Friday, July 31, 2009

PFF: New Hampshire Geology

Staying in the east, following Massachusetts geology (see older post). Just to the north of Massachusetts, New Hampshire is known as the Granite State, and with good reason. Much of the northern portion of the state is underlain by igneous rocks, especially granite. To the south, the blue, purple and green hues indicate various metamorphic rocks, but look a those big blobs of yellow and pink. Those are the igneous rocks. Magma pooled underground long ago and slowly solidified, forming large crystals of different minerals. It could look like this:
New Hampshire's emblem is the Old Man of the Mountain. Formed out of a series of rock ledges, projecting out over a valley, viewed from a certain angle it looked like a craggy face. Until May 2003, that is. The rock ledges had been weakened by erosion and part of the face broke off. This New Hampshire website has more information and photos.

Happy PFF and Happy Geology!
See Marie's website for more postcards!

Wednesday, July 22, 2009

I'm trying twitter...

Well, we'll see how this social networking thing works out. Maybe this middle aged lady can catch up with the young ones. You can follow my twittering at viridian61.

Friday, July 17, 2009

Postcard Friendship Friday, Prague!

I am just back from a conference in the Czech republic. After roaming around the countryside, in an area called "the Czech Paradise" conference attendees attended talks in a castle. But that is not what is shown here.
I stayed one night in the Hotel Paris in Prague, before catching a flight to the USA the next morning. It costs more that some other hotels in Prague but less than a nice big city hotel in an American city. It was fantastic! Great architecture and service. Quiet room even though you are in the heart of the city. the best mattresses. And they give you a postcard too! What a deal.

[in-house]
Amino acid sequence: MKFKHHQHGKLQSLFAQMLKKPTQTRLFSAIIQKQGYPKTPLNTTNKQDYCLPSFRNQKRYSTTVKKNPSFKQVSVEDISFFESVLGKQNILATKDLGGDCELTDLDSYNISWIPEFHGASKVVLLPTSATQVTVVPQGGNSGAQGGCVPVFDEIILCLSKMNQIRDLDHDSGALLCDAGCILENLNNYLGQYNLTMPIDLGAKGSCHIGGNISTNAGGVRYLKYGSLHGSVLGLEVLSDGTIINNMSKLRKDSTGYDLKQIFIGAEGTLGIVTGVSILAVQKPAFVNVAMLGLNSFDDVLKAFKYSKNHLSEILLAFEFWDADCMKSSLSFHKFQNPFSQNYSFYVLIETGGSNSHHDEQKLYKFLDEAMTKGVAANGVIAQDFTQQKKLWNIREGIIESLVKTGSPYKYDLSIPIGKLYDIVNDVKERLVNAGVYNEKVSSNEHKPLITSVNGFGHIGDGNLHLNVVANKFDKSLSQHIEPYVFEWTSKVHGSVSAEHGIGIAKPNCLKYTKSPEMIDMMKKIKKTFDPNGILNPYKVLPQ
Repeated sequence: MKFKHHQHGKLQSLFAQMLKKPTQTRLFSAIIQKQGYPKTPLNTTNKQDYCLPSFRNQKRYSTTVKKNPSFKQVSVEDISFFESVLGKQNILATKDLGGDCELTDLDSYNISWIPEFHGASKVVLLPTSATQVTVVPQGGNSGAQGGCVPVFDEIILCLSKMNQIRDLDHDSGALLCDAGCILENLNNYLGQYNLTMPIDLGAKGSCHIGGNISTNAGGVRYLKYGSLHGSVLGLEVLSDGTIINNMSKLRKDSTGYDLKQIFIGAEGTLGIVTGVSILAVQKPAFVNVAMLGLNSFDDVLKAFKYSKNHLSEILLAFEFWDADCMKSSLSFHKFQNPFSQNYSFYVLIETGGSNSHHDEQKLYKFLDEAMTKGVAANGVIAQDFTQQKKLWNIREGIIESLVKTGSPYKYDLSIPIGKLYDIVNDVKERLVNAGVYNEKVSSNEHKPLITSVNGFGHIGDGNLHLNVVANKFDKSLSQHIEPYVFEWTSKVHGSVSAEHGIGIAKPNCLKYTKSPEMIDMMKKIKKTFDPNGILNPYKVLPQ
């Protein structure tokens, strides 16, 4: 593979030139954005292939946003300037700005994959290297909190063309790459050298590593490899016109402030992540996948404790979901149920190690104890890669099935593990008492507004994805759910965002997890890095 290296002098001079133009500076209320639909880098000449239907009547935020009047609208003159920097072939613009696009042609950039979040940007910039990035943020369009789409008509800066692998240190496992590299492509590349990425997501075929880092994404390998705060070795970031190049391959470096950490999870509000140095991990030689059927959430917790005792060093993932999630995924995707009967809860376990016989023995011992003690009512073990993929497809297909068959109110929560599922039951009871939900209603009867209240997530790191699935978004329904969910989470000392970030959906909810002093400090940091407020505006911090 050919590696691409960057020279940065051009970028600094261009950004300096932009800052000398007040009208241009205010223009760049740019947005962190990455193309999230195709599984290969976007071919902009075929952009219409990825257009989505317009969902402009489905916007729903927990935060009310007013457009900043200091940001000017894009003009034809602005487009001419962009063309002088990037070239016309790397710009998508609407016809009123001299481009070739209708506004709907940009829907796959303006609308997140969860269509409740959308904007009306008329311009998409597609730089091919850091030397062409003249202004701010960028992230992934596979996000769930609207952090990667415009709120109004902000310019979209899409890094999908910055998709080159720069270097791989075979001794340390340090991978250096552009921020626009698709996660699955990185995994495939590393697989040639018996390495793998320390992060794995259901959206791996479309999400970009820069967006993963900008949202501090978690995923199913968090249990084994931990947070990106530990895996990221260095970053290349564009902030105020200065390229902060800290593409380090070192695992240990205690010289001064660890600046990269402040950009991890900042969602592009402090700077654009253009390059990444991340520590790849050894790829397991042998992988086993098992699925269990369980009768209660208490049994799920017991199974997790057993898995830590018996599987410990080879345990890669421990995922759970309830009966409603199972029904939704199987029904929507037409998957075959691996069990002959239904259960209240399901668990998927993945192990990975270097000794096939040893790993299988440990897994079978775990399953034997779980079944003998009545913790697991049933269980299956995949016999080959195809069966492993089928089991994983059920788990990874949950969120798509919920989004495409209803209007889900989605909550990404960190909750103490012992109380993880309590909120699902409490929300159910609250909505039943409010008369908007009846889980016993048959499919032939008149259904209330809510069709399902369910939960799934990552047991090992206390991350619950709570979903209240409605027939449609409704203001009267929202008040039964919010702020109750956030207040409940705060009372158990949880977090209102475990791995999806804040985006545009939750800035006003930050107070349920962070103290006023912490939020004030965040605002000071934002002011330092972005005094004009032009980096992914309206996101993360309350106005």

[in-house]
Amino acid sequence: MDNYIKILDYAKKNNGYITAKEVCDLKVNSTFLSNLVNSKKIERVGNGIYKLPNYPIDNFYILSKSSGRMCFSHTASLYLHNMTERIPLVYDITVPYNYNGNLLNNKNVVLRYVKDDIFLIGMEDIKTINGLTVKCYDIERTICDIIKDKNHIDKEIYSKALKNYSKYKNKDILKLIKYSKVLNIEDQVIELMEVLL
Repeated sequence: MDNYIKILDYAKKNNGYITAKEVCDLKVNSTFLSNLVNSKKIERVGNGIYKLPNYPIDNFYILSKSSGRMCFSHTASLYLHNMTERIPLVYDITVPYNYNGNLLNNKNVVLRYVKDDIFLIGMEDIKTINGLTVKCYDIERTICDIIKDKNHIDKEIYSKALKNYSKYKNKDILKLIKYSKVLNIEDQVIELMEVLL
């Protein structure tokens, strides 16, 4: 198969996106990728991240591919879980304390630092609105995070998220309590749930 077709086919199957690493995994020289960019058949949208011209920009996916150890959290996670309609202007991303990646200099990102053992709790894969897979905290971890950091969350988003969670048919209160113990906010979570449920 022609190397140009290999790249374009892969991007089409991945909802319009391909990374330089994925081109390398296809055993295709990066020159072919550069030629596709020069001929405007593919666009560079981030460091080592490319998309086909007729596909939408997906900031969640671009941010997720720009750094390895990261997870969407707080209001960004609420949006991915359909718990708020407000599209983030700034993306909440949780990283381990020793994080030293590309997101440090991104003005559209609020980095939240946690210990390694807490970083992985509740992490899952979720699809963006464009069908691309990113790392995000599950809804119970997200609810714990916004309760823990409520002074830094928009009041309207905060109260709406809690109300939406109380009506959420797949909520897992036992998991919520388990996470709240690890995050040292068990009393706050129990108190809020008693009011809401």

And Prague.... well I am definitely returning! I saw only a little of the city.


Wednesday, July 8, 2009

Massachusetts geology

Standard sized postcard. Promotional giveaway for the State Survey. A view of bedrock geology - what is under the surface dirt and gravel. Lots of metamorphic (changed by heat and pressure) rocks in MA! Even the blue and green areas are metamorphic rocks. The bright reds are granite or granite-like rocks. Cape Cod and the islands are in purple. That means they are made of unconsolidated glacial sediments. Given 20 000+ years, they will probably wash away.
I am away for about 8 days so this will be it until I come back. Enjoy.

Friday, July 3, 2009

Utah: Postcard Friendship Friday

This is an oversized postcard (8 inches by 6 inches) published by the Utah Geological Survey. I really like geology and pick these up when I can. When I send them through Postcrossing, the recipients just love them.

On the left is a geological map of Utah. Each color represents different rock that is exposed at the surface, or near the surface, just covered by soil. Without an explanation the colors mean very little so there is a key in the upper right. Here, different colors represent rocks of different ages. Yes, there is standard color scheme! Yellows are most recent rocks, or sediments recently deposited by rivers. Greens and aqua are Mesozoic rocks (time of the dinosaurs). Blue, gray-blue to brown colors are the older rocks (Paleozoic). Igneous rocks of what ever age get their own bright colors: reds, pinks, magenta. They really liven up a geologic map!

The lower right contains a cross section, as if you cut through the ground, took half away, and saw what was inside. Older rocks are on the bottom, younger on the top, as you might expect.The geology under Utah leads to amazing landscapes. Utah is the home of Bryce and Zion, also Arches National Park and many others. In the north are beautiful mountains and wonderful ski areas.

Happy Postcard Friendship Friday! Check out Marie's site for more.


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